Set in Amanzimtoti, South Africa, the story follows Wayne du Preez as he starts his matric. Completing his final year of high school won’t be his only problem, however, when a boy from his childhood makes a surprise reappearance in small town Toti, throwing Wayne’s picket-fence dreams with girlfriend Jess into a tailspin and forcing him to deal with a part of himself he’s been denying ever since he shared his first kiss with Kyle way back when.
I received a copy of Amanzimtoti: The Ridge from the Author in exchange for an honest Review. This has in no way influenced my opinion of this book.
Amanzimtoti: The Ridge follows a 17-year-old South African boy, Wayne du Preez, as he starts his last year of high school with his best friend Travis and his girlfriend Jessica. On the first day of school a new boy arrives in town Kyle, Wayne’s Childhood friend and the boy who had kissed him all those years ago, which leaves him with him exploring an unhealthy inner turmoil of feelings. This boy has returned to Toti and has brought his childhood memories and his fears with him.
Amanzimtoti: The Ridge is such a wonderful book. The writing is good for a debut. I loved that this book used South African slang in it that readers could learn and explore. Included at the back of the book is a glossary of slang, which I appreciated. So even if you had no knowledge of South African slang, you could still understand what these characters were saying. This, and the descriptions of the landscape, made me truly picture the surroundings and the lives of these teenagers.
The story was told in the third-person POV of Wayne, and Carmen-Shea Hepburn did a good job of depicting what teenagers say, think and feel. The plot was good, the characterisation was fantastic and the characters are complex and believable.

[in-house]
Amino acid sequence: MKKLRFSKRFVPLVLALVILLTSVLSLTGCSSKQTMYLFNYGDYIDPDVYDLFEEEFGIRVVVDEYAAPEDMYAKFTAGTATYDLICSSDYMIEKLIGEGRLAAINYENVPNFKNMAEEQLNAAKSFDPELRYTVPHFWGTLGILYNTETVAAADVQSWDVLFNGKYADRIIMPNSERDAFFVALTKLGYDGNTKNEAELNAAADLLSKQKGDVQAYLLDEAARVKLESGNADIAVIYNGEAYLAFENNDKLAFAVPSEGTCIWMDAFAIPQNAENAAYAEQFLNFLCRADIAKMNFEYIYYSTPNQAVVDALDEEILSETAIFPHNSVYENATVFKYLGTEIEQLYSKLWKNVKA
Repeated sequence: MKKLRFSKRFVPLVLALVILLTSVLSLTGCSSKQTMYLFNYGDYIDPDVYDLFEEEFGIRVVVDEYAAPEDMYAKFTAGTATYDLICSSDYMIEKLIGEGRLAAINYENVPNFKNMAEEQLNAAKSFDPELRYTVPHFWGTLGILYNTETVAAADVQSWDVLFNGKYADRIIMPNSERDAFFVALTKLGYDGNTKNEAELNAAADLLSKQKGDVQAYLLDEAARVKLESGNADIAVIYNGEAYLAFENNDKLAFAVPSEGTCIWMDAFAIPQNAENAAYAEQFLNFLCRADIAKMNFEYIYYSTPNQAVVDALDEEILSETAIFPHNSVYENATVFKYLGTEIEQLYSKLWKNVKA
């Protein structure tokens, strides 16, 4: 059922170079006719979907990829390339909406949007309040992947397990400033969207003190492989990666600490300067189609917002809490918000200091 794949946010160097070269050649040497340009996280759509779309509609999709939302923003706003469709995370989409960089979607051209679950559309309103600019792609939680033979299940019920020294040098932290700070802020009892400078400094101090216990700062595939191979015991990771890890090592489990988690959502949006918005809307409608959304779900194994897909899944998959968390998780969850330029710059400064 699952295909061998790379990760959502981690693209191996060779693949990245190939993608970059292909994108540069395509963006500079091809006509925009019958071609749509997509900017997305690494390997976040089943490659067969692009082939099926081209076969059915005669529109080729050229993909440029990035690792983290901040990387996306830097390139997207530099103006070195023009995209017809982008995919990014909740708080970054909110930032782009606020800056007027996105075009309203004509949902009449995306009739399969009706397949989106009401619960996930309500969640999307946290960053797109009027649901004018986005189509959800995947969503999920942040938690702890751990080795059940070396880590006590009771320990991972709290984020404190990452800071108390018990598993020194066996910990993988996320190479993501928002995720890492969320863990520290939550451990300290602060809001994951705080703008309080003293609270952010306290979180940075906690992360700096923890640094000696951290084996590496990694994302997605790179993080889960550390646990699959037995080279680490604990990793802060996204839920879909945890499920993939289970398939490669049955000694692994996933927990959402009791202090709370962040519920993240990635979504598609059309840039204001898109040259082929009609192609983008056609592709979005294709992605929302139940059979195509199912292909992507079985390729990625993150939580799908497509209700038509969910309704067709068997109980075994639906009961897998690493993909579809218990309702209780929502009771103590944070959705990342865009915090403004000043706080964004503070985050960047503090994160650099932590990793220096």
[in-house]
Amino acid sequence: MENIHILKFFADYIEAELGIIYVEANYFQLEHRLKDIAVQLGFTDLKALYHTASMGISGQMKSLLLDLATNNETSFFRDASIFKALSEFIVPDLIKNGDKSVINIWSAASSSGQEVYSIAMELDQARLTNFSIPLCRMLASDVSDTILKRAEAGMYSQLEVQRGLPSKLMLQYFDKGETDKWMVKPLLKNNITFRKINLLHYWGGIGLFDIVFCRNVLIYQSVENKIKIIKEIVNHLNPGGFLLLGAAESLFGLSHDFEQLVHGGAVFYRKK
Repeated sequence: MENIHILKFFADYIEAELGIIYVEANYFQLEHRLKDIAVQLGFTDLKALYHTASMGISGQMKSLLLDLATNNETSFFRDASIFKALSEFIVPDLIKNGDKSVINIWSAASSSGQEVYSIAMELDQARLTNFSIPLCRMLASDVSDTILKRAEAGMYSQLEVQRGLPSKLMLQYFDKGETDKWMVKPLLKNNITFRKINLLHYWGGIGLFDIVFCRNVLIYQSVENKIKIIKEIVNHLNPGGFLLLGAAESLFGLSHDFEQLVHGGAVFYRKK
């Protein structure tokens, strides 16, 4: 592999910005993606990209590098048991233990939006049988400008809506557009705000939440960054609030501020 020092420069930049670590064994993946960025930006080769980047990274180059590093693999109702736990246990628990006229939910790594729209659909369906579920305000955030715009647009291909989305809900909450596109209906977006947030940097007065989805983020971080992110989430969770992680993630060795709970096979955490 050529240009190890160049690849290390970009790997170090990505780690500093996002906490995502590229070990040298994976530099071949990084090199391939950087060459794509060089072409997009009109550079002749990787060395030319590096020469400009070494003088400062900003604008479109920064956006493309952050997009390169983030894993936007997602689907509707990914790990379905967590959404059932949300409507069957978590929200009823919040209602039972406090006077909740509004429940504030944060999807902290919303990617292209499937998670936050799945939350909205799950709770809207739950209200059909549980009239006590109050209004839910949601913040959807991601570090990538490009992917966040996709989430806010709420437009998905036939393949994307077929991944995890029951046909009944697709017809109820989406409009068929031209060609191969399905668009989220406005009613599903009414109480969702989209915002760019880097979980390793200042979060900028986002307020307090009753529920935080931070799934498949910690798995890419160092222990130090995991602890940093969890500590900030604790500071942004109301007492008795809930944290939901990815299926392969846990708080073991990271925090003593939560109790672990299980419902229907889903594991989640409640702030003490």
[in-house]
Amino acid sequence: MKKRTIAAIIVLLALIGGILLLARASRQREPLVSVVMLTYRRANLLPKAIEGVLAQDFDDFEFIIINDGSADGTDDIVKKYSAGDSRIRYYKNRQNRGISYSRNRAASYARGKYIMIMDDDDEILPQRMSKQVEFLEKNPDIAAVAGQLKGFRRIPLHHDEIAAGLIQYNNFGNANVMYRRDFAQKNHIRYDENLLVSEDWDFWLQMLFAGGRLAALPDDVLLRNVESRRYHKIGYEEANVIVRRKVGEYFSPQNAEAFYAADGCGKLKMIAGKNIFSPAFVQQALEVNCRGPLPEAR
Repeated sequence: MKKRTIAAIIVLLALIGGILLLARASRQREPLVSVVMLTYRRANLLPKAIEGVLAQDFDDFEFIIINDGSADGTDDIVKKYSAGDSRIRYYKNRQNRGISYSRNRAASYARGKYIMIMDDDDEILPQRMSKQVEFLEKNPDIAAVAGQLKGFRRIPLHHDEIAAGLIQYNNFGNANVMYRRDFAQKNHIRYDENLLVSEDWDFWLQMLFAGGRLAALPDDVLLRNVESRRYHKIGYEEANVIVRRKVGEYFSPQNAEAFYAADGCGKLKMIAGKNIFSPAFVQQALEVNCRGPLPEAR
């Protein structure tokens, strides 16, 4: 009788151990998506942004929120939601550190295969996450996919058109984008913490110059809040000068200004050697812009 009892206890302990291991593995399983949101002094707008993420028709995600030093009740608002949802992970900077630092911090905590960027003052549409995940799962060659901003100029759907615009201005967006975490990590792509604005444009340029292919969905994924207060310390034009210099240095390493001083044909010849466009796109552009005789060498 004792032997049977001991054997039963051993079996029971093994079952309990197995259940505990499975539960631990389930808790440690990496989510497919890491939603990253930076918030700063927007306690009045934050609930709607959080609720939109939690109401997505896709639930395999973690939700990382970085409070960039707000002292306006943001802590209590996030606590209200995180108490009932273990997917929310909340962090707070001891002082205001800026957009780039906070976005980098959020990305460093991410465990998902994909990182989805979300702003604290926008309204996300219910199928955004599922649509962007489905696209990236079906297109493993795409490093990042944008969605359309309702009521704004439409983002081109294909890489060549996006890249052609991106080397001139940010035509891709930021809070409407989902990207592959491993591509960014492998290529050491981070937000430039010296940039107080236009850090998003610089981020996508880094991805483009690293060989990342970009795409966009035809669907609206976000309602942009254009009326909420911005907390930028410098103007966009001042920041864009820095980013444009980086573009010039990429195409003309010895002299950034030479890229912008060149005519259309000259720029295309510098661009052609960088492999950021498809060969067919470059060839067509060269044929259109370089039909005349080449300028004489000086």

Another highlight for me was the way the author writes the dynamics between the characters. Jessica and Travis are Wayne’s closest friends, they both treat him as family and care about him. They are fantastic characters and they affect Wayne so much because he doesn’t want to hurt them. None of the characters are two-dimensional.
“He didn’t think he’d ever felt this terrified. This exposed and vulnerable.”
Carmen-Shea Hepburn’s style was straightforward, easy-to-read and descriptive of the setting. This story will stay with me for a long time. The amount of information that the author gives throughout the book, as well as the speed of the book was perfect. I enjoyed this book, this is a very well written debut novel about a very heavy topic, it explores some really dark themes in a honest and relatable way.
I absolutely adored this book! This was different than most of the books I have read and I am excited to read the second book and see how this story develops. If you enjoy LGBTQ+ romance, or simply want to immerse yourself in a different culture, I recommend reading this.
As the story progresses we understand the character of Wayne more, and as our understanding increases so does the pace of the novel. It may start a little slow at first, but towards the end you realise that the pacing was just right.
To the readers out there that are going through things, here are some of the trigger warnings: Panic attacks, self harm, homophobia, mentions of violence and alcohol.